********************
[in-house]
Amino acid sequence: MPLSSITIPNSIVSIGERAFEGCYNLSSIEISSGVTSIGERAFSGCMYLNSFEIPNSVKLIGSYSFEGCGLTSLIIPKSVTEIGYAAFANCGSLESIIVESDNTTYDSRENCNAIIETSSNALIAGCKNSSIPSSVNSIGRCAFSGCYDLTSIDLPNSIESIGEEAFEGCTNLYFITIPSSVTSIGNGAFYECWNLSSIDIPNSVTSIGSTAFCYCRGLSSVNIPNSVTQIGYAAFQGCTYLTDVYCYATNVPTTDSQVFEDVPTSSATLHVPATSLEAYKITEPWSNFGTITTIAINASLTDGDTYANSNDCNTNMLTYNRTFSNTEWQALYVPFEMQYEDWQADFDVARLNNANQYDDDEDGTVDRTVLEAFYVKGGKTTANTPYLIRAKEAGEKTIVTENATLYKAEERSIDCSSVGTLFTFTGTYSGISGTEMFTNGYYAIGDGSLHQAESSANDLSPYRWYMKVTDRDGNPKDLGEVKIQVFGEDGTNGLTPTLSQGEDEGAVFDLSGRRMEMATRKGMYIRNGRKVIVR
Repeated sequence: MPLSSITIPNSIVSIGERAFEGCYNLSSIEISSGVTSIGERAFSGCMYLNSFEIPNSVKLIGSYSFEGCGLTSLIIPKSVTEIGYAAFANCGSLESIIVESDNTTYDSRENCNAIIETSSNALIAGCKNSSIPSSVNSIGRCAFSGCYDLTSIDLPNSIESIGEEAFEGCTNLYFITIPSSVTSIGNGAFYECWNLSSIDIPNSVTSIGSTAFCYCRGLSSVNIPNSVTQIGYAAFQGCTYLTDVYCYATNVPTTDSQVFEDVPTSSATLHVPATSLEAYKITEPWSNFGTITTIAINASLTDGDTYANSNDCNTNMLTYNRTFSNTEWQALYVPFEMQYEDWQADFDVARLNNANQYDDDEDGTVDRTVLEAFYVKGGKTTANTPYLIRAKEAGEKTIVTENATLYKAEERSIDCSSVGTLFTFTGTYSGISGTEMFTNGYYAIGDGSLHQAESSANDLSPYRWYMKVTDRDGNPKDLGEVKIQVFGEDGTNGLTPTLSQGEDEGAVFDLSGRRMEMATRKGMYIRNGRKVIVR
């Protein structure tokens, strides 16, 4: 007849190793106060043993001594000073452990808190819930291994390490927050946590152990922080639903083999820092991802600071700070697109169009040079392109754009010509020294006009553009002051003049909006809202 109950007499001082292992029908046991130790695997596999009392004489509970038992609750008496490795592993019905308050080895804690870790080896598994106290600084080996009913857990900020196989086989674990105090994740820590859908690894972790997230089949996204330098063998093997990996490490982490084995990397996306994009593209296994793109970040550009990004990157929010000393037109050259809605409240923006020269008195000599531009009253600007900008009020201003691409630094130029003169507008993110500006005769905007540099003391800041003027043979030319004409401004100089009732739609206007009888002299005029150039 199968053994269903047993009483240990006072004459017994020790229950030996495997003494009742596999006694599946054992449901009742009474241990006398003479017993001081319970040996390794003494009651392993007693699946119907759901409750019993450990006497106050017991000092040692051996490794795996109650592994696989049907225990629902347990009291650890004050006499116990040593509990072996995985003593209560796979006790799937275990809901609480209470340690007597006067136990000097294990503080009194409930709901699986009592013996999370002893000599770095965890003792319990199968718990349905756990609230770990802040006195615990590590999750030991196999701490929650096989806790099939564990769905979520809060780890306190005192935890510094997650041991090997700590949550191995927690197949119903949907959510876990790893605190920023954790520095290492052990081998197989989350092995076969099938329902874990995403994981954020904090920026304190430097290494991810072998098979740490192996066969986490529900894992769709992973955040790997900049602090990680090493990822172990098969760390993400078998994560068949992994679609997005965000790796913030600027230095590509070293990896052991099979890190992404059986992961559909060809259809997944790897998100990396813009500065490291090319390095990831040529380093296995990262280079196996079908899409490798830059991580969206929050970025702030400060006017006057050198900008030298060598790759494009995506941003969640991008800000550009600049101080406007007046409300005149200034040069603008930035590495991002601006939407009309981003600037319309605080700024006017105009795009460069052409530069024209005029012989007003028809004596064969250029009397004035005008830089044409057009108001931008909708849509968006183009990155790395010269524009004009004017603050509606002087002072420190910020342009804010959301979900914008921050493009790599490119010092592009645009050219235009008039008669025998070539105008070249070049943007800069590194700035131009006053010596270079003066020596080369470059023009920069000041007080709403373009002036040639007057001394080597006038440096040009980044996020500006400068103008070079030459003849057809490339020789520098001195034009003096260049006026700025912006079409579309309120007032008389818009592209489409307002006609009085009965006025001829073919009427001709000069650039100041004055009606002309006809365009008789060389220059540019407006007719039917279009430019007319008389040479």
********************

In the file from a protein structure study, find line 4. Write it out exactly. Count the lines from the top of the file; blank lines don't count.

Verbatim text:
């Protein structure tokens, strides 16, 4: 007849190793106060043993001594000073452990808190819930291994390490927050946590152990922080639903083999820092991802600071700070697109169009040079392109754009010509020294006009553009002051003049909006809202 109950007499001082292992029908046991130790695997596999009392004489509970038992609750008496490795592993019905308050080895804690870790080896598994106290600084080996009913857990900020196989086989674990105090994740820590859908690894972790997230089949996204330098063998093997990996490490982490084995990397996306994009593209296994793109970040550009990004990157929010000393037109050259809605409240923006020269008195000599531009009253600007900008009020201003691409630094130029003169507008993110500006005769905007540099003391800041003027043979030319004409401004100089009732739609206007009888002299005029150039 199968053994269903047993009483240990006072004459017994020790229950030996495997003494009742596999006694599946054992449901009742009474241990006398003479017993001081319970040996390794003494009651392993007693699946119907759901409750019993450990006497106050017991000092040692051996490794795996109650592994696989049907225990629902347990009291650890004050006499116990040593509990072996995985003593209560796979006790799937275990809901609480209470340690007597006067136990000097294990503080009194409930709901699986009592013996999370002893000599770095965890003792319990199968718990349905756990609230770990802040006195615990590590999750030991196999701490929650096989806790099939564990769905979520809060780890306190005192935890510094997650041991090997700590949550191995927690197949119903949907959510876990790893605190920023954790520095290492052990081998197989989350092995076969099938329902874990995403994981954020904090920026304190430097290494991810072998098979740490192996066969986490529900894992769709992973955040790997900049602090990680090493990822172990098969760390993400078998994560068949992994679609997005965000790796913030600027230095590509070293990896052991099979890190992404059986992961559909060809259809997944790897998100990396813009500065490291090319390095990831040529380093296995990262280079196996079908899409490798830059991580969206929050970025702030400060006017006057050198900008030298060598790759494009995506941003969640991008800000550009600049101080406007007046409300005149200034040069603008930035590495991002601006939407009309981003600037319309605080700024006017105009795009460069052409530069024209005029012989007003028809004596064969250029009397004035005008830089044409057009108001931008909708849509968006183009990155790395010269524009004009004017603050509606002087002072420190910020342009804010959301979900914008921050493009790599490119010092592009645009050219235009008039008669025998070539105008070249070049943007800069590194700035131009006053010596270079003066020596080369470059023009920069000041007080709403373009002036040639007057001394080597006038440096040009980044996020500006400068103008070079030459003849057809490339020789520098001195034009003096260049006026700025912006079409579309309120007032008389818009592209489409307002006609009085009965006025001829073919009427001709000069650039100041004055009606002309006809365009008789060389220059540019407006007719039917279009430019007319008389040479």